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Column originally published Jun 25, 2002
Column last revised/updated on Sep 10, 2018

New Medicine For Troublesome Eczema

Question: Our teenage son has had eczema all his life. His skin is very dry. The eczema is worst around his elbows, on his hands and feet. Dry air in winter usually makes it worse. Lately his eczema flared up after he was involved in sports. We have always used steroid cream to keep the eczema under control. A friend told us that there is a new cream which can help eczema. Can you tell us something about this new medicine?


Before discussing about this new medicine for eczema, it would be helpful for other parents and readers if I start off by explaining about eczema first.

Eczema is an allergic condition of the skin. It is a genetic condition, so one is born with the tendency for eczema. However, this allergic tendency may not be limited to the skin, but can involve other allergic conditions like hayfever and asthma.

There are many triggers for eczema. In young children, food allergy is a common trigger. Some of the foods that have been implicated include cows’ milk, wheat, eggs, peanuts, and even soy.

One of the hallmarks of eczema is itchiness. Those who have eczema would know how difficult it is to try to stop scratching. However, the more one scratches, the worse the eczema gets. A good part of the problem of eczema is scratching itself. That is why eczema is so difficult to treat in young children—you just can’t tell them not to scratch!

The skin in eczematous children is often dry. The rash of eczema is usually red, swollen, and bumpy. Sometimes the skin may crack and leak out clear to yellowish fluid. Secondary bacterial infection is very common. Over time, the skin over the eczema can become much thicker than normal, this is called lichenification.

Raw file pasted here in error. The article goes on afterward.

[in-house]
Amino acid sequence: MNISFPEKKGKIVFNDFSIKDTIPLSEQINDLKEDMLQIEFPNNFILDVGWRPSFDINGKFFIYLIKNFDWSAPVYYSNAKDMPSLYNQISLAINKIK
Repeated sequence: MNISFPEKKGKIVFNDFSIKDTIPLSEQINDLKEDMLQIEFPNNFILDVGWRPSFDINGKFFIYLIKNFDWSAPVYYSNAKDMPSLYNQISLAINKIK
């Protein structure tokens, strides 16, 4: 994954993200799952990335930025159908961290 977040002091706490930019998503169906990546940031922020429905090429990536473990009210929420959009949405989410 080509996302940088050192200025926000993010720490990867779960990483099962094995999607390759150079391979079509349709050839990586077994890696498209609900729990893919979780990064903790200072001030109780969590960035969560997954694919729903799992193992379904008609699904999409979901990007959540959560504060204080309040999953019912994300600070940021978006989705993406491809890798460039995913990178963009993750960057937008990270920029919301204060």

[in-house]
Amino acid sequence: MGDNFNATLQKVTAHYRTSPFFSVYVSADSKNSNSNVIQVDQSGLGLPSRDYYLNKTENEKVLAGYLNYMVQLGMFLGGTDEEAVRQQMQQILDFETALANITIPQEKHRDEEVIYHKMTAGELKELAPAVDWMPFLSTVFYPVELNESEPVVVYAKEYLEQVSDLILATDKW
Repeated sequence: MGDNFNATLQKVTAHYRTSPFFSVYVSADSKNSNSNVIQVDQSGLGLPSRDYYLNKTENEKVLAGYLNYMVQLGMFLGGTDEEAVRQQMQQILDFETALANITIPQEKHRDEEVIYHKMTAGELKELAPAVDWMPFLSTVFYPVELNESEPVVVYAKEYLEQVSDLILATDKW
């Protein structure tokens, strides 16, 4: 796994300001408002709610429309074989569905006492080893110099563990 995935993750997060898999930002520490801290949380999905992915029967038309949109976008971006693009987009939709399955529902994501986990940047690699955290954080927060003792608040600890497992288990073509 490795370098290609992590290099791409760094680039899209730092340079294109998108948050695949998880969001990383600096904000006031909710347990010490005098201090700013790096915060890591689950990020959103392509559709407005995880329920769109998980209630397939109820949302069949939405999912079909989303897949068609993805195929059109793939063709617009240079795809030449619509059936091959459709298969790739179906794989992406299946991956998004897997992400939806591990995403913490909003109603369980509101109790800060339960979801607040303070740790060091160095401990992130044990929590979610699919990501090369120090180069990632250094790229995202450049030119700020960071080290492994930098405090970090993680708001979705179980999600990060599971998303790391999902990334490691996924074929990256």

Eczema in infants often involves the cheeks, the chin, behind the ears, in the armpits, as well as at the elbows and behind the knees. The itchy skin frequently makes these children very irritable, and many of them cannot sleep through the night. Their parents quickly learn that this condition tends to be worse in winters when the air is dry.

However, it is not uncommon that excessive heat and sweating can also make eczema worse. This is evidently the case in your teenage son. Involvement in sports can also increase the chance of skin trauma, which may be partly responsible for his recent flare-up of eczema.

Topical steroids have been the standard treatment of eczema for the last few decades. It is very useful and highly effective. However, excessive use of steroids can induce unwanted side effect, especially thinning of the skin over the face.

In recent years, research has focused on the immune system’s role in a number of allergic conditions, including eczema. Although we still do not fully understand how the immune system affects eczema, it is safe to say that certain specialized immune cells called T-lymphocytes play a key role in development and persistence of eczema.

Because of this understanding, extensive research was dedicated at finding chemicals that can alter the functions of these T-lymphocytes. These chemicals are called immuno-modulators. The first one that was approved for use in Canada for the treatment of eczema is called Tacrolimus (Protopic). It is available in 0.03% ointment for children, and 0.1% for adults.

Research has shown that this ointment is very effective in controlling eczema without some of the side effects of topical steroids. Mild irritation is often experienced during the first few days of treatment. Fortunately, no serious side effect has been reported thus far. One significant drawback is the high cost of Tacrolimus ointment, although only a small amount is sufficient for each application.

Whether your son should try this new medicine, or he should continue to use the topical steroids he has used for many years, should be decided with your family doctor. One thing is certain: this new class of immuno-modulators offers another avenue in the management of eczema. It is very likely that further research will show similar benefits for other allergic conditions where the immune system plays an important role.

[Note to Readers: Another similar medicine called Elidel 1% was also approved in Canada for treatment of eczema.]